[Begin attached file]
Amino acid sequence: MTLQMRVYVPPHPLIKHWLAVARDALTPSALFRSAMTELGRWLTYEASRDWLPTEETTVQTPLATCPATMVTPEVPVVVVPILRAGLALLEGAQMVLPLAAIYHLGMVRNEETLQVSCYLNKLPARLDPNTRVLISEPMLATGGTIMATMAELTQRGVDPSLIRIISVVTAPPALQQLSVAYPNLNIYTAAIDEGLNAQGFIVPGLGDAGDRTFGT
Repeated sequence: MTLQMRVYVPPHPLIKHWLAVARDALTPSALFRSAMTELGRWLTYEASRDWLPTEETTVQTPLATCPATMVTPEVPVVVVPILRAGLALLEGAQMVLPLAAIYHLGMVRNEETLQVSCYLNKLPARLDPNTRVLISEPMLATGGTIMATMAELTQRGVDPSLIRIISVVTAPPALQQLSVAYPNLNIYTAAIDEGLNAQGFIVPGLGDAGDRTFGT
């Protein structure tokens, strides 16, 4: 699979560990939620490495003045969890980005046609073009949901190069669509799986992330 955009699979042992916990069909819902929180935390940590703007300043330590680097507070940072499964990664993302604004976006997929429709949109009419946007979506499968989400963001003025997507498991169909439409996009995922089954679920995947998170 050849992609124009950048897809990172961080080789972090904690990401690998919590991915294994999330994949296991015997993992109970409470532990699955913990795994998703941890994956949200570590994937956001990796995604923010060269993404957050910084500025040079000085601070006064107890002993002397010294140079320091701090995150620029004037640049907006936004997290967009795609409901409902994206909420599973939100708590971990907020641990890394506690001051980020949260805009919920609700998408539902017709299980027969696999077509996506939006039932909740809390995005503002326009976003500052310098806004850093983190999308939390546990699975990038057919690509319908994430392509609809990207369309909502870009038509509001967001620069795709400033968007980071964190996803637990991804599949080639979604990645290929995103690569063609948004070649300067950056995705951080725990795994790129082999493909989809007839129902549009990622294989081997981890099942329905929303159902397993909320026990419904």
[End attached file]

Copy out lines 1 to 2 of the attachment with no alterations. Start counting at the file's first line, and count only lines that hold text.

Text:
Amino acid sequence: MTLQMRVYVPPHPLIKHWLAVARDALTPSALFRSAMTELGRWLTYEASRDWLPTEETTVQTPLATCPATMVTPEVPVVVVPILRAGLALLEGAQMVLPLAAIYHLGMVRNEETLQVSCYLNKLPARLDPNTRVLISEPMLATGGTIMATMAELTQRGVDPSLIRIISVVTAPPALQQLSVAYPNLNIYTAAIDEGLNAQGFIVPGLGDAGDRTFGT
Repeated sequence: MTLQMRVYVPPHPLIKHWLAVARDALTPSALFRSAMTELGRWLTYEASRDWLPTEETTVQTPLATCPATMVTPEVPVVVVPILRAGLALLEGAQMVLPLAAIYHLGMVRNEETLQVSCYLNKLPARLDPNTRVLISEPMLATGGTIMATMAELTQRGVDPSLIRIISVVTAPPALQQLSVAYPNLNIYTAAIDEGLNAQGFIVPGLGDAGDRTFGT